Bender. He was for three years a clerk in the Canal Department, and for more
than thirteen years bookkeeper and teller for the Mechanics' and Farmers' Bank. In
December, 1865, he went to New York as paying teller in the First National Bank,
but the next summer returned to Albany and engaged in the wholesale coffee and
spice business, which he continued until 1880. He was then the general manager of
the Albany agency of the Equitable Life Insurance Company of New York, till
August, 1894, when he was appointed by Mayor Wilson, chamberlain, which posi-
tion he still holds. He has been chairman of the Republican County Committee, is
president of the Permanent Savings and Loan Association, and one of its incorpo-
rators, is a 32°. Mason, being past master and treasurer of Masters Lodge No. 5, and
has for several years a trustee of the Second Presbyterian church. During the Re-
bellion he was a member of the war committee and was active in raising troops. In
January, 1855, he married Jane Strong, daughter of George Davidson of Albany
and of their seven children, five are living: George Davidson, Mary Huntington,
(irace Grant, Harriet Reed and William Hervey, jr.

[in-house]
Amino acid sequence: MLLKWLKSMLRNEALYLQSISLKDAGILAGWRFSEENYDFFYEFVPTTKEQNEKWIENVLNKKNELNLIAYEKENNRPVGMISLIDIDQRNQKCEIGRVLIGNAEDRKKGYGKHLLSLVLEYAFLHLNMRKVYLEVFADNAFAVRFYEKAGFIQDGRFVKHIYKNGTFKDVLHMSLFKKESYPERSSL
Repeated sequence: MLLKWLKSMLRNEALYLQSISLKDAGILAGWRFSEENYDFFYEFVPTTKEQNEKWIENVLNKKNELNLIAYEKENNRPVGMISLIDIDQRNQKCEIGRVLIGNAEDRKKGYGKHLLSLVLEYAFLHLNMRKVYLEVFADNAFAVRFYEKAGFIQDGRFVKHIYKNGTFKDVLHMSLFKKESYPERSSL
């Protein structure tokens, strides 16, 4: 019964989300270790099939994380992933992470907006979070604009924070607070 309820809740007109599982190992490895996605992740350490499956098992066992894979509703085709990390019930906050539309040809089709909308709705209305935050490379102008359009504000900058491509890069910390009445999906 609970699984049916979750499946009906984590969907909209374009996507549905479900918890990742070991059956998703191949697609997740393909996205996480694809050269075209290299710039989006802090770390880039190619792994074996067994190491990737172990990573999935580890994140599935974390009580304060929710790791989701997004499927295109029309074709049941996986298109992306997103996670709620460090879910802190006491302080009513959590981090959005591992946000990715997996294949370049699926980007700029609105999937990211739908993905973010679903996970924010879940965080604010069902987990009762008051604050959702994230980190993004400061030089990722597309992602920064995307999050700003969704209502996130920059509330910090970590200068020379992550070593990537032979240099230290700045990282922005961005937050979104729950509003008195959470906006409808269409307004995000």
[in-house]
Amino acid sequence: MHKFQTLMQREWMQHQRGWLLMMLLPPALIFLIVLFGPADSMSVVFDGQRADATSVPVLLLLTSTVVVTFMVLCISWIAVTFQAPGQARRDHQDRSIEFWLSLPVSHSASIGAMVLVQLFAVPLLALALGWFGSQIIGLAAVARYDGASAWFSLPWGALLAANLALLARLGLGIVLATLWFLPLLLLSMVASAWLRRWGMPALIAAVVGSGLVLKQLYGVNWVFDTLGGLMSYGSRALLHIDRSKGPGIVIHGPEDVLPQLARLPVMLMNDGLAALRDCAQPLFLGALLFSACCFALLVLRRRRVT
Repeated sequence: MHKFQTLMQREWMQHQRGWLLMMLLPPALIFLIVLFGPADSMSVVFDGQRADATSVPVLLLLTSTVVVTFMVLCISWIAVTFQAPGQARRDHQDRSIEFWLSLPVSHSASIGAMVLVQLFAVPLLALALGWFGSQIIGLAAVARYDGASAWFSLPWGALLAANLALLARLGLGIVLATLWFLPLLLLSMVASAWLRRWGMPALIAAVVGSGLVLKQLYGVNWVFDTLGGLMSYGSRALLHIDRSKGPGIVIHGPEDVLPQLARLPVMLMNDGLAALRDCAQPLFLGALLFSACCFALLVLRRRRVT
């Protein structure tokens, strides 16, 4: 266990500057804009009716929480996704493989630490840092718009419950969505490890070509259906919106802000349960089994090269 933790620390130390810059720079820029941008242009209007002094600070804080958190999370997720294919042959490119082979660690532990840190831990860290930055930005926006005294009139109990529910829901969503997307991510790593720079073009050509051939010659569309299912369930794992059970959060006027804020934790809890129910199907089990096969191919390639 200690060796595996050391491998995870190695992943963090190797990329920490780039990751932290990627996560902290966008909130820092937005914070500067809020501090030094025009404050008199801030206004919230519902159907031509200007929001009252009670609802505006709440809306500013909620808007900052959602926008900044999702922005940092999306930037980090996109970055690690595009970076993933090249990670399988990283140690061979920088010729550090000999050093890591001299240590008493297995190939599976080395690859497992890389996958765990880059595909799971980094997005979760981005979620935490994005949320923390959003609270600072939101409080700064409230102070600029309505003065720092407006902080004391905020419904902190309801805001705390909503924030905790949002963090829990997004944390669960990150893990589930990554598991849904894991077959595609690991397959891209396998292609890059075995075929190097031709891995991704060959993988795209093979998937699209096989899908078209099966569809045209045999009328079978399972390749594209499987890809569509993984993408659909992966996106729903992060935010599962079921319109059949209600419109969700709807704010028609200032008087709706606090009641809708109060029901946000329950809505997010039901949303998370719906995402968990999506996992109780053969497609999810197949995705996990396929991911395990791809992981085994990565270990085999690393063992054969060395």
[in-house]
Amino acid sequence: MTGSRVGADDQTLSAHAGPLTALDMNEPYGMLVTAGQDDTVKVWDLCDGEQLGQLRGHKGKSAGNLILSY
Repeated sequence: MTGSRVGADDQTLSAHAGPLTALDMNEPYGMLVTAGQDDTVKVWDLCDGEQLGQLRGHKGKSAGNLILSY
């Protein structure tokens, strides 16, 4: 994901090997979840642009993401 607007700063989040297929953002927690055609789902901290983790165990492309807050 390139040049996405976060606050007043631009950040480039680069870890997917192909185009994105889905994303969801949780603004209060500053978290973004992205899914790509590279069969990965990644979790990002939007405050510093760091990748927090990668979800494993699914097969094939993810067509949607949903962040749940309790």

Horrocks, John, a retired manufacturer and well known resident of Cohoes, is the
son of Samuel Horrocks, who came to America from England in 1849 and to Cohoes
in 1854. The latter was a man of upright character, much beloved by his fellow-
citizens, and was for many years a vestryman of St. John's church. His death oc-
curred February 12, 1892. Mr. Horrocks was born in Hyde, Cheshire, England, in


1841, but was educated here. Since entering business life he has been closely iden-
tified with municipal affairs, and has taken an active interest in church. Masonic and
educational matters. He was for many years a manufacturer of knit underwear, of
the firm of George Warhurst & Co., then Horrocks & Van Benthuysen, and later
known as the Atlantic Knitting Company.

Houghton, George H., M. L)., son of Thomas and Hannah (Harrison) Houghton,
was born in the town of Vernon. Oneida county, November 6. 1853. He is a de-